Sometimes it is very important to know which brain functions are in the neighborhood of a lesion, particularly if that lesion is going to be removed by surgery. In lesions formed before birth, such as blood vessel abnormalities and some tumors, the areas of language and other mental process can be misplaced. fMRI shows the actual location of the functions and their spatial relationship with those lesions.
In the left image there is a little cyst in the left hemisphere (seen at the right side of the brain as a round black shape). This lesion produced seizures. The surgeon needs to know the location of the cortex in charge of the movement of the hand. This fMRI shows in colors the area used for the movement of the right fingers in a tapping task. This enables the neurosurgeon to extract the lesion without removing the area needed to move the hand.
Brain functions can be divided into basic and complex. Basic functions require few areas of the cortex, while complex functions could be spread over one hemisphere, or even in both. Basic brain functions are consistently represented in the same places across different people, while the complex functions tend to vary from person to person. Language is a typical complex function. In most people, language is represented in the left hemisphere, but it is completely normal to find representation in the right hemisphere or divided between them. Prior to brain surgery, it is quite important to know the side in which the language is represented.
In epilepsy surgery this has a crucial importance. Some times it is necessary to remove part of the temporal lobe involved in the generation of seizures. The extension of the surgery must be restricted if it is found that this lobe is involved in language processing.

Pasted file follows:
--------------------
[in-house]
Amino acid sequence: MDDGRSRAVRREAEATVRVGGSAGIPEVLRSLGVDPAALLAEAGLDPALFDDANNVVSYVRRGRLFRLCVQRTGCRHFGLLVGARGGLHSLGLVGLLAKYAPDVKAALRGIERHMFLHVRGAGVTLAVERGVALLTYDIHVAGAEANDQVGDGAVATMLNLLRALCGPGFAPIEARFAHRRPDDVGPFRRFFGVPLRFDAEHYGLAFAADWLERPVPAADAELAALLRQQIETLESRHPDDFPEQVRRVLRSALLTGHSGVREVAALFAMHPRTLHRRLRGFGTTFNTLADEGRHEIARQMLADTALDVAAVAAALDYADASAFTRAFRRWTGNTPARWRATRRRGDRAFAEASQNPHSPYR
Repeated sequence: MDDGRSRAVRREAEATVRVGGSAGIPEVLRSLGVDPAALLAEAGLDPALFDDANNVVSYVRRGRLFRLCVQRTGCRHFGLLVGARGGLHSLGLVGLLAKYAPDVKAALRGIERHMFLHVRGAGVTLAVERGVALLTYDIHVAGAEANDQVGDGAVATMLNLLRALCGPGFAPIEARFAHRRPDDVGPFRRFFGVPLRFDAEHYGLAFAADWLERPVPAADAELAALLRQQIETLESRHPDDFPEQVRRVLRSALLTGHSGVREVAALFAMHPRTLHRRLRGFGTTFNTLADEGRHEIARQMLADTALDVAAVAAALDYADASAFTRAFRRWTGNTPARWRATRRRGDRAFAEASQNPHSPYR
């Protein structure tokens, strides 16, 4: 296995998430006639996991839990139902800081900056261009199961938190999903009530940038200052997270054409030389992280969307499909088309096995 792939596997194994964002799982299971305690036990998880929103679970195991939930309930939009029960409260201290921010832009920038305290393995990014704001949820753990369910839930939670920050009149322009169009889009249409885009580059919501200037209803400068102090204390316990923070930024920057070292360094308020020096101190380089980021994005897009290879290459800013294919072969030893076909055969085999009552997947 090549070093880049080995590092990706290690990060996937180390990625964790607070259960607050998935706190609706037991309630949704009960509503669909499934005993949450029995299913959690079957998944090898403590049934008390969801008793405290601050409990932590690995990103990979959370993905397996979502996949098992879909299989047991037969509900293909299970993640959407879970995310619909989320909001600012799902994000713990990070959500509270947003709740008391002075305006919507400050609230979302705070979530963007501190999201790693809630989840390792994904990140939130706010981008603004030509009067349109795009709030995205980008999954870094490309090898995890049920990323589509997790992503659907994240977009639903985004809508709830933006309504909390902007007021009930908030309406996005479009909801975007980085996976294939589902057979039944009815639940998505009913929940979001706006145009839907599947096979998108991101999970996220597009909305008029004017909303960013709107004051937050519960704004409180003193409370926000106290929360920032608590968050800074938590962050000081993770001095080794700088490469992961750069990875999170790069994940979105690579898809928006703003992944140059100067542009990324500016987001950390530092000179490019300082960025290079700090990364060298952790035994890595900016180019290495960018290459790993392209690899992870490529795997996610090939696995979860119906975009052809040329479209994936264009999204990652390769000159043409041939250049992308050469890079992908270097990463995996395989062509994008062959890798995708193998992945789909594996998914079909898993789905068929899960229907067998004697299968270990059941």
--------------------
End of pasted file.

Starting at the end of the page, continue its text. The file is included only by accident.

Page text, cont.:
Here at Nicklaus Children's Hospital we have started to perform Language Mapping with fMRI to assess the localization of language, in adults and children over 7 years old.
fMRI has a great potential to provide insight into neurologic and psychiatric disorders. fMRI has been used to assess childhood stroke, migraine and epilepsy. This procedure has also been applied to children with developmental disorders, including autism, dyslexia, and other learning disabilities. Currently we are conducting research in sedated children and infants. Our goal is to obtain activation of the brain regardless of the sedation.
These images are from a 2 year-old child. They are named coronal cuts. The head is seen on top and the neck is on the bottom. Inside you see the two hemishpheres of the brain, and below them the cerebellum. The patient was sedated for a regular procedure. Flashing lights were presented during 3 minutes. The visual cortex, located in the occipital lobes, is depicted in red and yellow colors.
Images of activation in sedated kids have been obtained by presenting sounds (such as the mother's voice), or tactile stimulation to the skin (such as rubbing the hand).
On of the future purposes of fMRI is to predict developmental disorders at very young ages in order to provide effective early treatment interventions.